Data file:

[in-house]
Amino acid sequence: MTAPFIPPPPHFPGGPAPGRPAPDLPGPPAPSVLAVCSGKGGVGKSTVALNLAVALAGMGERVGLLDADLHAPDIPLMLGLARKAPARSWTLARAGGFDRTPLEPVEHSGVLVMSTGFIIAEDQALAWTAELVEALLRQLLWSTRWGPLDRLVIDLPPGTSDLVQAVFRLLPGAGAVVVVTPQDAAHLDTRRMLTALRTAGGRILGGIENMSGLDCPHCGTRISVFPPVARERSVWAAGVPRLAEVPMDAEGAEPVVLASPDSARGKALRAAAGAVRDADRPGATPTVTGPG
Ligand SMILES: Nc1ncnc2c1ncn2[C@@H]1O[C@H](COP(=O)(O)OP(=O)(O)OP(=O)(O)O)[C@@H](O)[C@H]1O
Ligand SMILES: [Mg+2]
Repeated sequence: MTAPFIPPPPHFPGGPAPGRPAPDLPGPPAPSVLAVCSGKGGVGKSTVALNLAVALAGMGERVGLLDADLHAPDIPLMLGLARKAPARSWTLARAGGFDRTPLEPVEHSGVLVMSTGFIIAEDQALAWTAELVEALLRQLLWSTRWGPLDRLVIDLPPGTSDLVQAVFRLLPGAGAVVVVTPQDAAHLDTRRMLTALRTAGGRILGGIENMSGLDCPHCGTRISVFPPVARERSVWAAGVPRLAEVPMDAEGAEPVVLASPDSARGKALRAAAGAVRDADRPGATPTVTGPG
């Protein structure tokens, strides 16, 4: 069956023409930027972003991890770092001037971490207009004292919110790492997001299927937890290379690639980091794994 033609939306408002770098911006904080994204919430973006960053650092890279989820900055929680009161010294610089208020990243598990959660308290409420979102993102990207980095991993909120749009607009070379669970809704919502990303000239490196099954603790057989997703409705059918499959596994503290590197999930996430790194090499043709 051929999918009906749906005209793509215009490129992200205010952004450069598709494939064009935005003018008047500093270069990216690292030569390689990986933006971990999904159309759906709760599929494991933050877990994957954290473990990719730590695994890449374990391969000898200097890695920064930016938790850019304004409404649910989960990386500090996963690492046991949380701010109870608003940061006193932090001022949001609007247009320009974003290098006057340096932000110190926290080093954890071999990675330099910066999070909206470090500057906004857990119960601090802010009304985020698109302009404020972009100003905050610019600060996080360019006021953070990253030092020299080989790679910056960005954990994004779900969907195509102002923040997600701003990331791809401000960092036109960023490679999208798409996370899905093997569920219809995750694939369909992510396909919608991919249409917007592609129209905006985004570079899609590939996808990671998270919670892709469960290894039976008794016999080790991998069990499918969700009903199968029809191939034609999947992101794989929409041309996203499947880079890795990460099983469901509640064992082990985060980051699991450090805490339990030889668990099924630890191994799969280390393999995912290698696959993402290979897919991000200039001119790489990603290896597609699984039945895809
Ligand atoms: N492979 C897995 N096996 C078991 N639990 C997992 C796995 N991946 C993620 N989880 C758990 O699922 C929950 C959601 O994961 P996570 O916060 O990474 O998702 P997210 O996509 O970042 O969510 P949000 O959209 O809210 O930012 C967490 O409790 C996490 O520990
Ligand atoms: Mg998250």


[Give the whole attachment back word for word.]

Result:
[in-house]
Amino acid sequence: MTAPFIPPPPHFPGGPAPGRPAPDLPGPPAPSVLAVCSGKGGVGKSTVALNLAVALAGMGERVGLLDADLHAPDIPLMLGLARKAPARSWTLARAGGFDRTPLEPVEHSGVLVMSTGFIIAEDQALAWTAELVEALLRQLLWSTRWGPLDRLVIDLPPGTSDLVQAVFRLLPGAGAVVVVTPQDAAHLDTRRMLTALRTAGGRILGGIENMSGLDCPHCGTRISVFPPVARERSVWAAGVPRLAEVPMDAEGAEPVVLASPDSARGKALRAAAGAVRDADRPGATPTVTGPG
Ligand SMILES: Nc1ncnc2c1ncn2[C@@H]1O[C@H](COP(=O)(O)OP(=O)(O)OP(=O)(O)O)[C@@H](O)[C@H]1O
Ligand SMILES: [Mg+2]
Repeated sequence: MTAPFIPPPPHFPGGPAPGRPAPDLPGPPAPSVLAVCSGKGGVGKSTVALNLAVALAGMGERVGLLDADLHAPDIPLMLGLARKAPARSWTLARAGGFDRTPLEPVEHSGVLVMSTGFIIAEDQALAWTAELVEALLRQLLWSTRWGPLDRLVIDLPPGTSDLVQAVFRLLPGAGAVVVVTPQDAAHLDTRRMLTALRTAGGRILGGIENMSGLDCPHCGTRISVFPPVARERSVWAAGVPRLAEVPMDAEGAEPVVLASPDSARGKALRAAAGAVRDADRPGATPTVTGPG
């Protein structure tokens, strides 16, 4: 069956023409930027972003991890770092001037971490207009004292919110790492997001299927937890290379690639980091794994 033609939306408002770098911006904080994204919430973006960053650092890279989820900055929680009161010294610089208020990243598990959660308290409420979102993102990207980095991993909120749009607009070379669970809704919502990303000239490196099954603790057989997703409705059918499959596994503290590197999930996430790194090499043709 051929999918009906749906005209793509215009490129992200205010952004450069598709494939064009935005003018008047500093270069990216690292030569390689990986933006971990999904159309759906709760599929494991933050877990994957954290473990990719730590695994890449374990391969000898200097890695920064930016938790850019304004409404649910989960990386500090996963690492046991949380701010109870608003940061006193932090001022949001609007247009320009974003290098006057340096932000110190926290080093954890071999990675330099910066999070909206470090500057906004857990119960601090802010009304985020698109302009404020972009100003905050610019600060996080360019006021953070990253030092020299080989790679910056960005954990994004779900969907195509102002923040997600701003990331791809401000960092036109960023490679999208798409996370899905093997569920219809995750694939369909992510396909919608991919249409917007592609129209905006985004570079899609590939996808990671998270919670892709469960290894039976008794016999080790991998069990499918969700009903199968029809191939034609999947992101794989929409041309996203499947880079890795990460099983469901509640064992082990985060980051699991450090805490339990030889668990099924630890191994799969280390393999995912290698696959993402290979897919991000200039001119790489990603290896597609699984039945895809
Ligand atoms: N492979 C897995 N096996 C078991 N639990 C997992 C796995 N991946 C993620 N989880 C758990 O699922 C929950 C959601 O994961 P996570 O916060 O990474 O998702 P997210 O996509 O970042 O969510 P949000 O959209 O809210 O930012 C967490 O409790 C996490 O520990
Ligand atoms: Mg998250």